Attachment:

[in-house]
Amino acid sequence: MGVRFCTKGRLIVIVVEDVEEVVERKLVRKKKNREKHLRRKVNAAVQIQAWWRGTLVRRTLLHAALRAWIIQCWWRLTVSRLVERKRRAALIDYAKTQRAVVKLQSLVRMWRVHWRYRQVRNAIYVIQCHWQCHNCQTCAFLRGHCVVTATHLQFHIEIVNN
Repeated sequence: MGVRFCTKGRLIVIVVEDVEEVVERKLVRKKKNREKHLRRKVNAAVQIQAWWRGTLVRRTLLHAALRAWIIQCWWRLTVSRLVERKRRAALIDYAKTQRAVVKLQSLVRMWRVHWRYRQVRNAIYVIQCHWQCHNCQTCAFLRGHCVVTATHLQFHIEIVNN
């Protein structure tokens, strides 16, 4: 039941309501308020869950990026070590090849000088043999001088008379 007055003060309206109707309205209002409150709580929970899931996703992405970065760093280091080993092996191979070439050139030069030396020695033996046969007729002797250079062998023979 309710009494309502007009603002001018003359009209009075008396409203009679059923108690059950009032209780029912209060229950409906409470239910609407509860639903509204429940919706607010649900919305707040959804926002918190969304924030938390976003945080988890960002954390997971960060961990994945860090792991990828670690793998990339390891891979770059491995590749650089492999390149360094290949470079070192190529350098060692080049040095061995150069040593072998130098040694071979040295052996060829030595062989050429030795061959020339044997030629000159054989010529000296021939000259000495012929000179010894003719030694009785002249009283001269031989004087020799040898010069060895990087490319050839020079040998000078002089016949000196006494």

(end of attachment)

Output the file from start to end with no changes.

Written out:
[in-house]
Amino acid sequence: MGVRFCTKGRLIVIVVEDVEEVVERKLVRKKKNREKHLRRKVNAAVQIQAWWRGTLVRRTLLHAALRAWIIQCWWRLTVSRLVERKRRAALIDYAKTQRAVVKLQSLVRMWRVHWRYRQVRNAIYVIQCHWQCHNCQTCAFLRGHCVVTATHLQFHIEIVNN
Repeated sequence: MGVRFCTKGRLIVIVVEDVEEVVERKLVRKKKNREKHLRRKVNAAVQIQAWWRGTLVRRTLLHAALRAWIIQCWWRLTVSRLVERKRRAALIDYAKTQRAVVKLQSLVRMWRVHWRYRQVRNAIYVIQCHWQCHNCQTCAFLRGHCVVTATHLQFHIEIVNN
């Protein structure tokens, strides 16, 4: 039941309501308020869950990026070590090849000088043999001088008379 007055003060309206109707309205209002409150709580929970899931996703992405970065760093280091080993092996191979070439050139030069030396020695033996046969007729002797250079062998023979 309710009494309502007009603002001018003359009209009075008396409203009679059923108690059950009032209780029912209060229950409906409470239910609407509860639903509204429940919706607010649900919305707040959804926002918190969304924030938390976003945080988890960002954390997971960060961990994945860090792991990828670690793998990339390891891979770059491995590749650089492999390149360094290949470079070192190529350098060692080049040095061995150069040593072998130098040694071979040295052996060829030595062989050429030795061959020339044997030629000159054989010529000296021939000259000495012929000179010894003719030694009785002249009283001269031989004087020799040898010069060895990087490319050839020079040998000078002089016949000196006494």